A fateful event leads to a job in the film business for top mixed-martial arts instructor Mike Terry. Though he refuses to participate in prize bouts, circumstances conspire to force him to consider entering such a competition.
In the US-government's special ops, Scott is a shooter, not a planner, doing the job without regard to quaint or obsolete convention. When a Harvard undergrad goes missing (the daughter of a US leader), it's Scott who applies the pressure, first to her boyfriend, then to a madam whose cathouse is the initial stop en route to a white slavery auction in Dubai. The abductors may not know the girl's identity, but once they figure it out, she's doomed. Deadly double crosses force Scott to become a planner. Through it all, earnest TV newscasters read the drivel they're handed.Written by
The movie's cast was indoctrinated to the rigors of high-level military operations when writer-director David Mamet asked former Delta Force operative and military / technical advisor to the production Eric L. Haney to take the group on an overnight excursion in the California desert. "The camping trip was Dave's idea of Camp Misery, but I called it Camp Fun", Haney explained. "I made sure everybody was cold. There were no sleeping bags, no tents, no comfort items, just a poncho liner to roll up in and a poncho to keep off the rain. We dug shelters in the ground and built a small fire and for food it was MREs [meals ready to eat or standard military rations]". See more »
When the red pickup pulls into the parking lot, we cut to a shot through the windshield of the driver getting out. The fuzzy dice hanging from the mirror have already stopped swinging and are hanging motionless. See more »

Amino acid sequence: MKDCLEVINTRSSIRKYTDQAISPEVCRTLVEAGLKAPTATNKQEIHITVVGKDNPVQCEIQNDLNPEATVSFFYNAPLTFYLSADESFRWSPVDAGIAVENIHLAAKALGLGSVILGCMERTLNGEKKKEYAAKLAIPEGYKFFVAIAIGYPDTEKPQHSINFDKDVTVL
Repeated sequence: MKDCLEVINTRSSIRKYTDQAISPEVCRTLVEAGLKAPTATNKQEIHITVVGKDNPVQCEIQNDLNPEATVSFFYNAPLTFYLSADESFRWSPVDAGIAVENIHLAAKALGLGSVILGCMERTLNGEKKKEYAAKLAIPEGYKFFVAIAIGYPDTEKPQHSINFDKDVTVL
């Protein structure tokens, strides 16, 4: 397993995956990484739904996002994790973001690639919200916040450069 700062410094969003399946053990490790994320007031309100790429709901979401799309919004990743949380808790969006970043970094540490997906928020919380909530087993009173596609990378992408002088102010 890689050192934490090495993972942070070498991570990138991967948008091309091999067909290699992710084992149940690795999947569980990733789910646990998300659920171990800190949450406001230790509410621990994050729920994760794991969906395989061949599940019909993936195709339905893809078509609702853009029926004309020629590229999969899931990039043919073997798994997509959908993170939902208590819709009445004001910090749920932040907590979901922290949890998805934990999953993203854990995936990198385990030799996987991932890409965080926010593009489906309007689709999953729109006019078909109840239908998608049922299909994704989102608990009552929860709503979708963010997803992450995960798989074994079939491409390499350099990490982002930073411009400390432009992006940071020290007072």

You had your whole life to prepare for this moment. Why aren't you ready?
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As close as movies come to the world of spooks and special ops . . .
I've been a fan of David Mamet since The Untouchables, and a half a dozen films since, including Glengarry Glen Ross and Ronin. His writing is so exacting - it's surgical. And among the best in the Industry. It seems no writer in film exemplifies the dominant (lone) male psyche better than he does - he is one of my favorite writers. I say lone because most of the leads in his films are either solo, or if married you don't know it. Even in The Winslow Boy, which was a period piece. In his films, the Dialog is definitely the star. Realizing that is key to enjoying his films.
As a Deep Sea Diver in the U.S. Navy for many years, who spent time with the Special Boat Unit and 5 years with EOD (the bomb squad), I can tell you that he speaks the language of the military elite, and the military at large - better than anyone. In his film Spartan, we have the perfect marriage of the nuances subtleties and atmosphere of the shadowy world where special ops are used as federal assets for unofficial or non military missions. I believe Spartan is as close to capturing this as movie making ever comes.
Val Kilmer is a much better actor than many of his more famous contemporaries, and is probably the performer they wished they were. Though he's never really gained the notoriety or superstar status. I think most guys would agree that his Doc Holliday in Tombstone was the best ever, with due applause to Dennis Quaid's. Here he plays a Marine Gunny (a Master Gunnery Sergeant here) assigned to special ops (probably after Recon) and was the perfect fit for both this film and Mamet's script, which combined with his talent - was one of his best. Tom Clancy is the only other modern writer of this caliber that captures the military mindset and does it so well, but in a different way. Though the title probably refers to the Spartan ideology of one well trained man being better than a hundred who are not, there is a picture here offered of the very Spartan lifestyle lived by so many in the military of any nation and is well represented. A great film! I couldn't recommend it more.